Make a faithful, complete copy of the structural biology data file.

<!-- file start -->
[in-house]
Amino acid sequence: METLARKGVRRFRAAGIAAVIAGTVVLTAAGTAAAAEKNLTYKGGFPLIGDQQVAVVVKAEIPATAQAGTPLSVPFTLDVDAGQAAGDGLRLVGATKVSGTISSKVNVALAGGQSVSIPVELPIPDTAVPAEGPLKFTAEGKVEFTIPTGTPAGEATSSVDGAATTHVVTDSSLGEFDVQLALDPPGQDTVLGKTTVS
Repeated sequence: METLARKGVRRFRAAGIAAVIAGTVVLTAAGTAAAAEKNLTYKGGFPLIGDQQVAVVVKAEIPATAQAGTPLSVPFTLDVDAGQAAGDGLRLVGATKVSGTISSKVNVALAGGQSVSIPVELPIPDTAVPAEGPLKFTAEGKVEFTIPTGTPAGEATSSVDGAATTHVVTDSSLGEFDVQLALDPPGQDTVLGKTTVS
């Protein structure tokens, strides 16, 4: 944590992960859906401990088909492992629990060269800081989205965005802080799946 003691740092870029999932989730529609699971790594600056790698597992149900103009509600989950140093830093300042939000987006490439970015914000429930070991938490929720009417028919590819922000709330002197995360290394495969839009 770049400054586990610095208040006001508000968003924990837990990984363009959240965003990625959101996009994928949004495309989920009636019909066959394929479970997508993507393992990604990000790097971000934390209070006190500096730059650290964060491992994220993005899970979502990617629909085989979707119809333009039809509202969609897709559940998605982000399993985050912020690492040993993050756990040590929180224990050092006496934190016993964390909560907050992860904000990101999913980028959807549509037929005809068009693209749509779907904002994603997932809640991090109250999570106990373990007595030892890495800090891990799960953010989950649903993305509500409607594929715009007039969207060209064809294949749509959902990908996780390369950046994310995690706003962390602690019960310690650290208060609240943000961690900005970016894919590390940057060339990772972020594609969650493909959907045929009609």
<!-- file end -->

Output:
[in-house]
Amino acid sequence: METLARKGVRRFRAAGIAAVIAGTVVLTAAGTAAAAEKNLTYKGGFPLIGDQQVAVVVKAEIPATAQAGTPLSVPFTLDVDAGQAAGDGLRLVGATKVSGTISSKVNVALAGGQSVSIPVELPIPDTAVPAEGPLKFTAEGKVEFTIPTGTPAGEATSSVDGAATTHVVTDSSLGEFDVQLALDPPGQDTVLGKTTVS
Repeated sequence: METLARKGVRRFRAAGIAAVIAGTVVLTAAGTAAAAEKNLTYKGGFPLIGDQQVAVVVKAEIPATAQAGTPLSVPFTLDVDAGQAAGDGLRLVGATKVSGTISSKVNVALAGGQSVSIPVELPIPDTAVPAEGPLKFTAEGKVEFTIPTGTPAGEATSSVDGAATTHVVTDSSLGEFDVQLALDPPGQDTVLGKTTVS
């Protein structure tokens, strides 16, 4: 944590992960859906401990088909492992629990060269800081989205965005802080799946 003691740092870029999932989730529609699971790594600056790698597992149900103009509600989950140093830093300042939000987006490439970015914000429930070991938490929720009417028919590819922000709330002197995360290394495969839009 770049400054586990610095208040006001508000968003924990837990990984363009959240965003990625959101996009994928949004495309989920009636019909066959394929479970997508993507393992990604990000790097971000934390209070006190500096730059650290964060491992994220993005899970979502990617629909085989979707119809333009039809509202969609897709559940998605982000399993985050912020690492040993993050756990040590929180224990050092006496934190016993964390909560907050992860904000990101999913980028959807549509037929005809068009693209749509779907904002994603997932809640991090109250999570106990373990007595030892890495800090891990799960953010989950649903993305509500409607594929715009007039969207060209064809294949749509959902990908996780390369950046994310995690706003962390602690019960310690650290208060609240943000961690900005970016894919590390940057060339990772972020594609969650493909959907045929009609």